However, Brian Marshal, an analyst from Gleacher & Co. who claims to have discussed the matter with Cook, told Barron's that Cook is staying put at Apple.
Apple didn't respond to a request for comment.
Cook is the head of Apple's global sales and operations, including end-to-end supply chain management, as well as global sales, services and support. As the head of Apple's Macintosh division, Cook also has experience working with resellers and suppliers in the channel.
Speculation that Cook might leave Apple to take the HP CEO position first surfaced in mid-September.
Other possible candidates to replace Hurd as HP's CEO include IBM's senior vice president and group executive for Systems and Software Steve Mills; former Cisco executive vice president and chief deployment officer Charlie Giancarlo, currently managing director at Silver Lake; Ned Hooper, Cisco senior vice president of corporate development and senior vice president of the consumer group; Juniper Network's CEO Kevin Johnson; and Jon Rubenstein, former CEO of Palm, which HP acquired for $US1.2 billion in April. Rubenstein was himself an executive at Apple before leaving for Palm.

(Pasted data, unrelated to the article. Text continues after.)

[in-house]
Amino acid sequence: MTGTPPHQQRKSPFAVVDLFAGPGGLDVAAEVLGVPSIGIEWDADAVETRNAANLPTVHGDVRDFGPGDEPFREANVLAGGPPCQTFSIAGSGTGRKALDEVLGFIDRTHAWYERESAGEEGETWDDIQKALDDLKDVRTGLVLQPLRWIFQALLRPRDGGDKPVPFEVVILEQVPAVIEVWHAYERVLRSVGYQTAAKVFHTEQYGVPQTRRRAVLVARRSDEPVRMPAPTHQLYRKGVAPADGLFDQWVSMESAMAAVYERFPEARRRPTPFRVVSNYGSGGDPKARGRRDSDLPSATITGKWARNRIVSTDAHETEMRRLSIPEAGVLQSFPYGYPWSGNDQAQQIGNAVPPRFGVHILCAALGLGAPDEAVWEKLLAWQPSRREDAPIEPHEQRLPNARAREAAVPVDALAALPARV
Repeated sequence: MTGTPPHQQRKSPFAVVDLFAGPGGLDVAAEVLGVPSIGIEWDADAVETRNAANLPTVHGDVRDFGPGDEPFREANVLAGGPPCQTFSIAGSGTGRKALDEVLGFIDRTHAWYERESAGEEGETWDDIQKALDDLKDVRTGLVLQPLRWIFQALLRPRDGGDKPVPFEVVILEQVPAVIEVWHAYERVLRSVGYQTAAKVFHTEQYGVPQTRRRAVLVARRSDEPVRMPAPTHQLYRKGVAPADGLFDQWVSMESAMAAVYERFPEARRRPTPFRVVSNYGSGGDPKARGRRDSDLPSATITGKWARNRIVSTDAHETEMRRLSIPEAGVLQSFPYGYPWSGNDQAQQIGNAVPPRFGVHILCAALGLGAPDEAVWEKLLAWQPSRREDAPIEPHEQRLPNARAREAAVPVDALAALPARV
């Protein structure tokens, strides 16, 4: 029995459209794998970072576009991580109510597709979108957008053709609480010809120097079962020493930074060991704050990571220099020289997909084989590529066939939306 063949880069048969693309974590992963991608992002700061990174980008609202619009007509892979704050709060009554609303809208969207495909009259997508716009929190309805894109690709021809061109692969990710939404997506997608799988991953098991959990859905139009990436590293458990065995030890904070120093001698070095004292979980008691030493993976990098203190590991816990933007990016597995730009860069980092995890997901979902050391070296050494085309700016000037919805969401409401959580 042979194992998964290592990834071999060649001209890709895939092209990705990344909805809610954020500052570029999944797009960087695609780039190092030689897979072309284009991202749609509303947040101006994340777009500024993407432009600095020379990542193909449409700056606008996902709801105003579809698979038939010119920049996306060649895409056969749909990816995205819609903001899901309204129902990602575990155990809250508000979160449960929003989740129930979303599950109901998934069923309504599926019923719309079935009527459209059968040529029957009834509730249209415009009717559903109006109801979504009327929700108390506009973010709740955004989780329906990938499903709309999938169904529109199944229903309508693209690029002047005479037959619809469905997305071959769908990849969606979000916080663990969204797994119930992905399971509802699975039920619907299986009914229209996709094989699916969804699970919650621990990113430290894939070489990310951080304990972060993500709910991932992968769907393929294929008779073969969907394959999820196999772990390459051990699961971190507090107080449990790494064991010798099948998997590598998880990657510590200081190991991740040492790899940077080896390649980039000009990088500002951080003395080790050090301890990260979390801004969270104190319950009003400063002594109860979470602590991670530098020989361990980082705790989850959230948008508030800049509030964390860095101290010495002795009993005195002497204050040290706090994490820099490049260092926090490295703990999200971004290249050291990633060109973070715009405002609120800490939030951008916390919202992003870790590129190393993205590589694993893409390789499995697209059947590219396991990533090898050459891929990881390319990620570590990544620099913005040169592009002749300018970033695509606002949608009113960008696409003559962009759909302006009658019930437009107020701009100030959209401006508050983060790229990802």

The HP CEO position became available when Mark Hurd resigned as CEO of HP on August 6, after being found in violation of the company's Standards of Business Conduct, following the conclusion of a sexual harassment investigation.
Hurd allegedly went around HP's board to settle with the contractor who initially accused him of sexual harassment. He was also accused of failing to maintain accurate expense accounts and misusing company assets.